Irene fury reaches New York, emergency on eastern coast

An emergency was declared in eight affected states on the eastern coast even as the hurricane monitors said windspeeds had diminished as the storm moved north.

US President Barack Obama himself was on top of the things personally, monitoring the preparedness for hurricane Irene, the first to hit the Big Apple in decades.

America's economic nerve centre New York virtually shut down as New Yorkers prepared for the onslaught of violent winds and flooding.

However, the hurricane weakened to a tropical storm as it moved through New Jersey and New York but fear of flooding in many areas still loomed large as river water began inundating some of Manhattan's streets.

Mayor Michael Bloomberg said time was already up to evacuate and those still in the city must take precautions.

"At this point, if you haven't evacuated, our suggestion is you stay where you are... Nature is a lot stronger than the rest of us," he said.

The National Hurricane Center said windspeeds had diminished as the storm moved north capping off at 75 miles an hour, slightly above the minimum needed to considered a Category I hurricane. However, weather experts said the relentless rain still made it very dangerous.

"Even though they are saying that the storm is quote-on- quote weakening, hurricane winds are hurricane winds," John Searing, the deputy commissioner of the Suffolk County Department of Fire, Rescue and Emergency Services said just before daybreak as he prepared to deal with the damage.

"Whether they say its 80 miles or 75 miles an hour, what's the physical difference in that?" he was quoted as saying by New York Times.

Obama, who has declared State of Emergency in eight States, held two conference calls with his top national team.

Cities in several States had declared curfew and police were not allowing people to come out on the streets.

Emergency shelter homes were opened in cities across the eastern Coast so that people affected by the hurricane can take shelter.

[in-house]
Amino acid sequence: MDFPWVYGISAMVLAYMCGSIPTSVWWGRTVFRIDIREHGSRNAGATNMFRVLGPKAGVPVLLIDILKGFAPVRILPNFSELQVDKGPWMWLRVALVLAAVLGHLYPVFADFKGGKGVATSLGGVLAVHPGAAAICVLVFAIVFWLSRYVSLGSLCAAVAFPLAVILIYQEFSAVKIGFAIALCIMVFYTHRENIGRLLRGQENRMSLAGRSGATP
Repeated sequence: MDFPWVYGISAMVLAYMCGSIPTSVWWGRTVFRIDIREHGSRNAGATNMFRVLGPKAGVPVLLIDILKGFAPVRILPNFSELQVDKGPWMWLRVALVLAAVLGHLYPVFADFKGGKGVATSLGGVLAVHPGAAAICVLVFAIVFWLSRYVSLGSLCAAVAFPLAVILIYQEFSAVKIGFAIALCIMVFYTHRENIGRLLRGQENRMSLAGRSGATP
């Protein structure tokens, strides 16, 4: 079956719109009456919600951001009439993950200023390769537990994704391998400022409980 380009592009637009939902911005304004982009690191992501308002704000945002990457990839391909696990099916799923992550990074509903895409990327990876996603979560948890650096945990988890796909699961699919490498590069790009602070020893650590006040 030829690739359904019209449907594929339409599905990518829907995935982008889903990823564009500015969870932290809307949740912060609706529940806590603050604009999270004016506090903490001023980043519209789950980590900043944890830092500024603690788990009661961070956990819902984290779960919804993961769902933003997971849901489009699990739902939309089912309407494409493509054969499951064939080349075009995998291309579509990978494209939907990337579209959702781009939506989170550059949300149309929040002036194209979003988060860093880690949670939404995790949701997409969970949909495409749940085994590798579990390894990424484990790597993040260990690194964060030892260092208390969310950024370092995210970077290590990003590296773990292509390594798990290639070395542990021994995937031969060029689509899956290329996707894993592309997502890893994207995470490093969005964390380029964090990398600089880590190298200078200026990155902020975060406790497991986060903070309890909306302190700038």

As almost all airports were shut down due to precautionary measures, thousands of flights have been cancelled.

The website, which tracks airport arrivals and departures, estimated that 8,337 flights would be cancelled during the weekend, mainly US domestic trips. It warned that the figure would rise.

Air India flights from New Delhi and Mumbai have also been cancelled today from both the airports in New York and New Jersey, an airlines official said.

All the Hindu temples and gurdwaras in the region, which are normally thronged by Indian Americans on Sundays have been closed as a precautionary measure.
Metro services were suspended in several cities including New York, Washington and Boston.

Reports said at least 12 had died in North Carolina, Virginia and Florida.
Half of the deaths were in North Carolina, where Irene made landfall early yesterday morning.

The toll rose from eight overnight with new fatalities including a man hit by a falling tree in North Carolina, a woman in Maryland hit by a falling chimney, and a man killed by a storm-related electrical fire in Connecticut.

The breakdown of fatalities was: six in North Carolina, three in Virginia, and one each in Connecticut, Florida in Maryland.

The youngest fatalities were a boy killed by a falling tree in his apartment in Newport News, a city on a coastal peninsula in Virginia, and a girl who died in North Carolina.

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